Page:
By: Aubry Wolff, Diane E. Boellstorff and T. Allen Berthold
Conservation programs work best when they are targeted to the biggest water users. To save the most water at the lowest operational cost, each utility needs to evaluate its customers’ water use before determining appropriate conservation programs.
One process for characterizing customers is to gather, prepare, and analyze existing data. The process varies among utilities, depending on available information, time, and expertise. If data and time are lacking, a utility could begin with single-family residential accounts, leaving nonresidential accounts for later examination.
Phase I: Gather data
To illustrate this process, we analyzed data from 17,774 residential accounts from 2009 to 2013. Table 1 shows the water use (in gallons) by customer category as assigned by the utility.
The data included:
- Billed consumption by account (available from the utility)
- Individual property information (available from a local appraisal district)
Other data could include demographics from the US Census Bureau and spatial information from the city or appraisal district.
Phase II: Prepare the data
To prepare the data for analysis, we removed nonessential accounts, separated the accounts by customer category, and integrated property data into the consumption information. This data preparation made it easier in the next phase to identify account characteristics across a wide range of consumption levels.
The next steps were to determine seasonal (monthly outdoor) use and winter (indoor average) use by calculating each account’s winter average.
Phase III: Analyze the data
First, identify the characteristics of high-consumption accounts. Compare annual consumption with aggregate consumption by ranges of property build-dates and assessed home values. These distributions help identify the characteristics of high-consumption accounts.
Assign both seasonal (monthly outdoor) and winter-use (indoor average) levels to each account to characterize their consumption. Then make a cross-comparison to further categorize customer accounts by similar consumption trends. Determine the annual and aggregate number of accounts, and from that information, calculate the annual and aggregate change in the number of accounts.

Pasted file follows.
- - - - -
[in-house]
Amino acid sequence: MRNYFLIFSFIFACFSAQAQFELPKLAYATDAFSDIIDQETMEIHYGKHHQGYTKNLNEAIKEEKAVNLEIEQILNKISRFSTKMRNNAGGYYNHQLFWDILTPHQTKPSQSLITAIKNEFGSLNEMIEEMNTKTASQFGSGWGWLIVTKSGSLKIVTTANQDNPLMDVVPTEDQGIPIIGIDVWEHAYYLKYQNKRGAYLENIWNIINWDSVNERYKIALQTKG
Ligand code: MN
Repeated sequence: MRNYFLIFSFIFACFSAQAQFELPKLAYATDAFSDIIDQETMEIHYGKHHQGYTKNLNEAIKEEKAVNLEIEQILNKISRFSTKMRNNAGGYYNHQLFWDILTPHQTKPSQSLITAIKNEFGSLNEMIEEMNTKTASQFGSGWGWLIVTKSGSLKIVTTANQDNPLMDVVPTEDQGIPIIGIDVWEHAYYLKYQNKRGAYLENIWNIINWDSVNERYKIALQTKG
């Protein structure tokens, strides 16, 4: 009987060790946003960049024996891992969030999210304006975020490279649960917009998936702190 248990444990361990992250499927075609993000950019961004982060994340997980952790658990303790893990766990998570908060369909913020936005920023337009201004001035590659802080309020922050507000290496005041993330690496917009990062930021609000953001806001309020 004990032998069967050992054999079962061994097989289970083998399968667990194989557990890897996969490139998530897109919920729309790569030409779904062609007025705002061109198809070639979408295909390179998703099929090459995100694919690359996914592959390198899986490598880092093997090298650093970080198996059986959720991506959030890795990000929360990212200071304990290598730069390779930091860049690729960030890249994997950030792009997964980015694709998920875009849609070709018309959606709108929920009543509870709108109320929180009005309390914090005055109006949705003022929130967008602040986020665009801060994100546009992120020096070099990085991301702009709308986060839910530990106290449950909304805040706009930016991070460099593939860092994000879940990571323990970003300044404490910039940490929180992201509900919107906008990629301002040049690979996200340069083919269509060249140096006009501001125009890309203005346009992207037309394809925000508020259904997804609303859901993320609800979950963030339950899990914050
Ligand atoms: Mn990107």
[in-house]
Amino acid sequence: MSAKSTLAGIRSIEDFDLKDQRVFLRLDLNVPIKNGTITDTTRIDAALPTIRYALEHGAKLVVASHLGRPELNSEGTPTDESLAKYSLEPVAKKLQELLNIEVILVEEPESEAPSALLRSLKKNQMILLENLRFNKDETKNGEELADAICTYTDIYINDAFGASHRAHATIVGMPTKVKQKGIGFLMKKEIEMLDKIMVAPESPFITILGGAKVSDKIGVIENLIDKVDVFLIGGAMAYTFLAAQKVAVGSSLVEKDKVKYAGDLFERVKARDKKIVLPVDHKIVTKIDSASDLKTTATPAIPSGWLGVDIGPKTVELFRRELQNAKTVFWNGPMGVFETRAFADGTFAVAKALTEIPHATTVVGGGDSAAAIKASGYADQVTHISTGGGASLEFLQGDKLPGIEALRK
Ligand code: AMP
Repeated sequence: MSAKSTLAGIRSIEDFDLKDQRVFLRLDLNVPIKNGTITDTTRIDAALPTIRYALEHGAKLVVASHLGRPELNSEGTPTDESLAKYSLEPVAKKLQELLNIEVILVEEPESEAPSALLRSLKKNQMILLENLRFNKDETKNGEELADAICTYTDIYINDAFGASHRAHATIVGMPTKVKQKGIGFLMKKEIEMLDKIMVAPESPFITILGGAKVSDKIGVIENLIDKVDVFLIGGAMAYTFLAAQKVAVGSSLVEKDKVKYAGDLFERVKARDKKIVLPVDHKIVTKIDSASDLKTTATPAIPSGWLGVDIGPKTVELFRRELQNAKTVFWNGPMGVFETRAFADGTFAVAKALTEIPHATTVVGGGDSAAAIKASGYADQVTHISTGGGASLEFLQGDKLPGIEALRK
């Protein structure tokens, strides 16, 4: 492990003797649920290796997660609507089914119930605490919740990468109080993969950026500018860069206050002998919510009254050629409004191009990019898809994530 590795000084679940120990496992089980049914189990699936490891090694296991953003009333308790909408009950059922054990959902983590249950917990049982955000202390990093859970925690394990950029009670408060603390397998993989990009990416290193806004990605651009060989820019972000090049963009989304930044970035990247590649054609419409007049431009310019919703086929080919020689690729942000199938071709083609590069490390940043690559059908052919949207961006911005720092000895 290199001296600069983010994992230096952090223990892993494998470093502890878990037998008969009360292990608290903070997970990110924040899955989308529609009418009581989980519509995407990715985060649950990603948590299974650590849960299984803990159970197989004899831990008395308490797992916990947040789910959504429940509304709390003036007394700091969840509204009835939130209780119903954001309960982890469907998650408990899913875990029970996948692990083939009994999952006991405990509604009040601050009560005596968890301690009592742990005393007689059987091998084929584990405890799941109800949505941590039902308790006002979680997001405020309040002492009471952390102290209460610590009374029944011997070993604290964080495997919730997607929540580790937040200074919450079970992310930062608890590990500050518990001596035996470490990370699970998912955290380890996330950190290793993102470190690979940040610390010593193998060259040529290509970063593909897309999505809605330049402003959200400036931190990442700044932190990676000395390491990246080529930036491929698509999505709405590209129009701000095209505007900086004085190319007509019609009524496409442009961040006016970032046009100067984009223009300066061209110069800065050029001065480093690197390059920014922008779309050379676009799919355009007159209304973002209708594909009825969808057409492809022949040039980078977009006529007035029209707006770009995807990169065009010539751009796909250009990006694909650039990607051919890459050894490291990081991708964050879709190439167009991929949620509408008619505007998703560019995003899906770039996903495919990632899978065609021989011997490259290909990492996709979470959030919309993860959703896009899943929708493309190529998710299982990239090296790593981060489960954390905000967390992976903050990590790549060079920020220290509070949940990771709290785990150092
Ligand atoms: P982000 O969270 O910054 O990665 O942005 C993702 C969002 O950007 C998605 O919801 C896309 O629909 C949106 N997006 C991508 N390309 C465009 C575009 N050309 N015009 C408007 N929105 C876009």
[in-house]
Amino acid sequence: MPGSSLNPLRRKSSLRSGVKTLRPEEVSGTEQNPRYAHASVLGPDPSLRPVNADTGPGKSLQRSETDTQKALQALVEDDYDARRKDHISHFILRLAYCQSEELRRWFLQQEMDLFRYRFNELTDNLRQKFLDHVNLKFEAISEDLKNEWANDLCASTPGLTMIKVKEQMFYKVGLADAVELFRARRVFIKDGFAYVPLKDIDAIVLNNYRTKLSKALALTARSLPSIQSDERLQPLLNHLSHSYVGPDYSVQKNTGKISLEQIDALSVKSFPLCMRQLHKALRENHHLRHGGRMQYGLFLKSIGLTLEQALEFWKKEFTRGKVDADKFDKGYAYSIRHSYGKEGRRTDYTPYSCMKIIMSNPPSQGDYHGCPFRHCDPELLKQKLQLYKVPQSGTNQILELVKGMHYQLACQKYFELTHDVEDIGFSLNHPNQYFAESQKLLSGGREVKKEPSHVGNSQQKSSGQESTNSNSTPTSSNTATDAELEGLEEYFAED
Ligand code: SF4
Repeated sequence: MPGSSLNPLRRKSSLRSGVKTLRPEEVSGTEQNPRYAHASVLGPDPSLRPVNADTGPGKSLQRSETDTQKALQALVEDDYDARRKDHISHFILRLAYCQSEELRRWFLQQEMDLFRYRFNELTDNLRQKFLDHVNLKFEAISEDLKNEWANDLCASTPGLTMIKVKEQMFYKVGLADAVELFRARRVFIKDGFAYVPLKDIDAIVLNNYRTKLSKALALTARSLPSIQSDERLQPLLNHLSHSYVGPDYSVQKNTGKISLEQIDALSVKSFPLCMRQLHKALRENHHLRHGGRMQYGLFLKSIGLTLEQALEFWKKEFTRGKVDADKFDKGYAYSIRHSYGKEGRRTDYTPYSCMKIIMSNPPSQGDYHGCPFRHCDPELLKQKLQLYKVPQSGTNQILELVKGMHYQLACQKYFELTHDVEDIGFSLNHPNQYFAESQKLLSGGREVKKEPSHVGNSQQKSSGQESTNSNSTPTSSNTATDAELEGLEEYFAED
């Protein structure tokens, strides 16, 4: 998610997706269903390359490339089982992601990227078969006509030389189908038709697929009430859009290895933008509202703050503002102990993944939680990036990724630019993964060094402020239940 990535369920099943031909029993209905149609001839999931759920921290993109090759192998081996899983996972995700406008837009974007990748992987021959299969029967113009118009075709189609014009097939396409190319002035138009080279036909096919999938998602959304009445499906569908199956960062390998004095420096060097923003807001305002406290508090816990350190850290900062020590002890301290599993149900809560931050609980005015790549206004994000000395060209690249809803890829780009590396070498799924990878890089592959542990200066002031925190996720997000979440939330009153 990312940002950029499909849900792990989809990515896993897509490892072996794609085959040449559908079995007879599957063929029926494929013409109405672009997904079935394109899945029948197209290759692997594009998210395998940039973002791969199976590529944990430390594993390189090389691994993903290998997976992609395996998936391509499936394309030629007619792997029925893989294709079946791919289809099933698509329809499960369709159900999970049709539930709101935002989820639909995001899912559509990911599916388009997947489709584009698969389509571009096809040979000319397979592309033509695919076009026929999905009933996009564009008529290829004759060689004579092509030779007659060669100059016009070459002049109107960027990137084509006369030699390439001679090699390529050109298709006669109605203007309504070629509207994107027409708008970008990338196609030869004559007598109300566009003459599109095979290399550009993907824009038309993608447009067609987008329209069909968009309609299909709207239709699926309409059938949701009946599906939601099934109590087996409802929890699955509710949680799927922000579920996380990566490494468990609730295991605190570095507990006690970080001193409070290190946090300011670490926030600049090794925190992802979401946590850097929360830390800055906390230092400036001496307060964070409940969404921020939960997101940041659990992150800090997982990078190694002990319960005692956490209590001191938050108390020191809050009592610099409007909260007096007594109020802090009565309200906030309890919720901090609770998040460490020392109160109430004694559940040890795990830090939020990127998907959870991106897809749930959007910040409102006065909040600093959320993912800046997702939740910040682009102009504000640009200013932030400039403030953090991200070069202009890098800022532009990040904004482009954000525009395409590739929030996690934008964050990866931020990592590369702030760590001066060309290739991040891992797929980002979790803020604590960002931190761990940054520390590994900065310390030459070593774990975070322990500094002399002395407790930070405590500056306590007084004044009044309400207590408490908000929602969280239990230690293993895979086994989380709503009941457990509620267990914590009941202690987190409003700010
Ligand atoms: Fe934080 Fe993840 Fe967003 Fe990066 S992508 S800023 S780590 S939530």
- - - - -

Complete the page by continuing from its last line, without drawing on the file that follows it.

Assign a use level to each customer account based on percentiles of seasonal and winter monthly averages. Compile the customer-use levels into one data set of annual consumption. This data set will help you divide the customers into groups of similar consumption trends and determine where to target conservation programming. Table 2 shows the final, prepared data set for the 17,774 open, residential accounts used in our analysis example.
To see how consumption changed over time, calculate the 5-year change in the number of accounts within each category (Table 3). The goal is to increase the number of lower- consumption accounts and decrease the number of higher- consumption accounts.
Then determine which groups used the most water during the 5-year period (Table 4). These groups offer the greatest opportunity to achieve water savings.
The average annual consumption per account (Table 5) is based on aggregate consumption data for all 5 years. The blue baseline (estimated indoor need) shows those accounts whose annual consumption indicates efficient consumption—they are using only what they need.
Adopting this or a similar customer characterization process makes it easier and faster to target conservation efforts to the accounts using the most water.
Anna Faloon, Ph.D. student in the Department of Civil Engineering at Texas A&M University, developed the method used in this publication for categorizing water usage.
For more information, download ESC-044 Residential Customer Characterization Guide for Urban Water Conservation Planning, Texas A&M AgriLife Extension Service, http://www.agrilifebookstore.org, or contact Diane Boellstorff at email@example.com.
Download a printer-friendly version of this publication: Evaluating Customer Water Use to Create Effective Conservation Programs
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